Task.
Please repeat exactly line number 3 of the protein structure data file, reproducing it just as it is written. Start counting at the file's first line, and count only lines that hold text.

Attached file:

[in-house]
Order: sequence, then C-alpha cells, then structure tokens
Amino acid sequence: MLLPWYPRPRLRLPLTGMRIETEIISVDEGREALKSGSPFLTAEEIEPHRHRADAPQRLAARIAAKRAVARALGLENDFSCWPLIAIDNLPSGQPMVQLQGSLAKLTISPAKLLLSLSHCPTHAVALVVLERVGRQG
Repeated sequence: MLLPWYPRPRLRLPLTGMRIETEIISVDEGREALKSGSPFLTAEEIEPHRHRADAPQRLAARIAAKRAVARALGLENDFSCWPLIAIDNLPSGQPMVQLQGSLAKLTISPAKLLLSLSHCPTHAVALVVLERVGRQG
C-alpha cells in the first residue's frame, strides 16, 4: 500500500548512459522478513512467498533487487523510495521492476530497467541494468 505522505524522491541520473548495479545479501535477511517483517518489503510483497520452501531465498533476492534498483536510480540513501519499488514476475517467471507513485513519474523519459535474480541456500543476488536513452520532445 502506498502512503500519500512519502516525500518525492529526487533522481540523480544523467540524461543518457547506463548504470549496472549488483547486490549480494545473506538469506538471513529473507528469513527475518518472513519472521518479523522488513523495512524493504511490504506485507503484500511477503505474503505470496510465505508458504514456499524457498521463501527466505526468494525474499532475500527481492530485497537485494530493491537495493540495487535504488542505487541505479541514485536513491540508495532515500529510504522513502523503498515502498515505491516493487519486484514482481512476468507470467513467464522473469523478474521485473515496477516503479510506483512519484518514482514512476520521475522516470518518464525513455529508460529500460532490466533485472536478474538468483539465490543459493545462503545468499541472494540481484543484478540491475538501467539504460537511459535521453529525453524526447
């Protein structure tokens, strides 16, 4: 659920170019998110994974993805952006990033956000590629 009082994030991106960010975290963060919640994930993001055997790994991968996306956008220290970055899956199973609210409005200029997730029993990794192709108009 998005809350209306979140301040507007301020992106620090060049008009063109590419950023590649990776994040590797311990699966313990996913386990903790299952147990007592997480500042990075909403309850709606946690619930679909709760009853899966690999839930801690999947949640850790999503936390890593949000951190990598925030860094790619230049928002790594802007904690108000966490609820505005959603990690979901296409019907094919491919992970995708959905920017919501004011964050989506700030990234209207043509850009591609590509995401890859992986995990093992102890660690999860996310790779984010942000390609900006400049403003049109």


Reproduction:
Amino acid sequence: MLLPWYPRPRLRLPLTGMRIETEIISVDEGREALKSGSPFLTAEEIEPHRHRADAPQRLAARIAAKRAVARALGLENDFSCWPLIAIDNLPSGQPMVQLQGSLAKLTISPAKLLLSLSHCPTHAVALVVLERVGRQG